grew disproportionately to other sectors of the economy and became the engine of
growth in these economies. The share of construction in total value added stood
at 12% in Spain and 10% in Ireland by the end of 2006, compared with the
Eurozone average of just under 7%. The housing bust thus brought a severe
contraction in construction output and employment. The unemployment rate is now
three times its 2000–07 average in Ireland and twice its 2000–07 average in
Spain, compared with a 20% increase on average among Eurozone countries.
Reallocation of labour away from construction is likely to take
considerable time, which will keep
Need for coordinated policies
The IMF says to spur a stronger recovery and more employment growth,
government policies need to become more proactive and coordinated to achieve the
internal and external rebalancing required for robust real GDP and employment
growth. “Historical evidence suggests that countries hit by financial crises
typically suffer permanent output losses relative to precrisis trends,” the
report says. “However, outcomes after individual crises have varied widely,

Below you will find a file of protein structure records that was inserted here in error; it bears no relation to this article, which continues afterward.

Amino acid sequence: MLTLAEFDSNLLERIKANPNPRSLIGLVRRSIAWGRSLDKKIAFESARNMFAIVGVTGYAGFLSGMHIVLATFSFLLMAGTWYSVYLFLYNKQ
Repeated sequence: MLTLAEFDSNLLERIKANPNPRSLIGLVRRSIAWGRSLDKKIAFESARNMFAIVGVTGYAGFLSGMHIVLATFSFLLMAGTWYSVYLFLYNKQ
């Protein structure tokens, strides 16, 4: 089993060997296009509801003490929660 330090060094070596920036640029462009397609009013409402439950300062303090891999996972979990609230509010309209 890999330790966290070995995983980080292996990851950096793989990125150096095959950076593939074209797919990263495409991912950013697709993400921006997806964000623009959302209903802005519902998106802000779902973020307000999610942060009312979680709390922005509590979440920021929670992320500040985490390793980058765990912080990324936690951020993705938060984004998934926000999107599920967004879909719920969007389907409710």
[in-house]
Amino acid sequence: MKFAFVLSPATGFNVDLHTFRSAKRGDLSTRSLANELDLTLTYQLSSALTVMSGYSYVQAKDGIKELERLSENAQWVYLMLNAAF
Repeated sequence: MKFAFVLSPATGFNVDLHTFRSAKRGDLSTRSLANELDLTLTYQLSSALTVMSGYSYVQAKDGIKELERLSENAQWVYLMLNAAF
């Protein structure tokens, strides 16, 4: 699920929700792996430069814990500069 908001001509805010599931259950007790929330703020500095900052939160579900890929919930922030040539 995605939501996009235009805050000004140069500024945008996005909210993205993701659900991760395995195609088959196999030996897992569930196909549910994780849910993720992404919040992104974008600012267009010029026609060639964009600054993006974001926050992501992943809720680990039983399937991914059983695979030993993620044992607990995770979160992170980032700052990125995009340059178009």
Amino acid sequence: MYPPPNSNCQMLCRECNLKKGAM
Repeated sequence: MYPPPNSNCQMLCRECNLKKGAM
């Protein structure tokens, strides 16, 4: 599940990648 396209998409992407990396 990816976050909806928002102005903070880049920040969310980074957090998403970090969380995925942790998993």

depending on the policy responses.”
Households and companies have already scaled back expectations for growth
over the next one or two years. Policymakers must avoid paralysis and put in
place policies to strengthen medium-term prospects. “The challenge ahead if
for policymakers to put in place, in a coordinated manner, policies that support
the fundamental adjustments needed for a return to healthy medium-term growth,”
the report states.
The IMF has warned that the financial sector remains the Achilles’ heel of
the recovery. The global crisis was rooted primarily in the financial sector and
the failure of policymakers to grasp the depth and breadth of ways in which
financial shocks could be amplified across financial institutions and economies.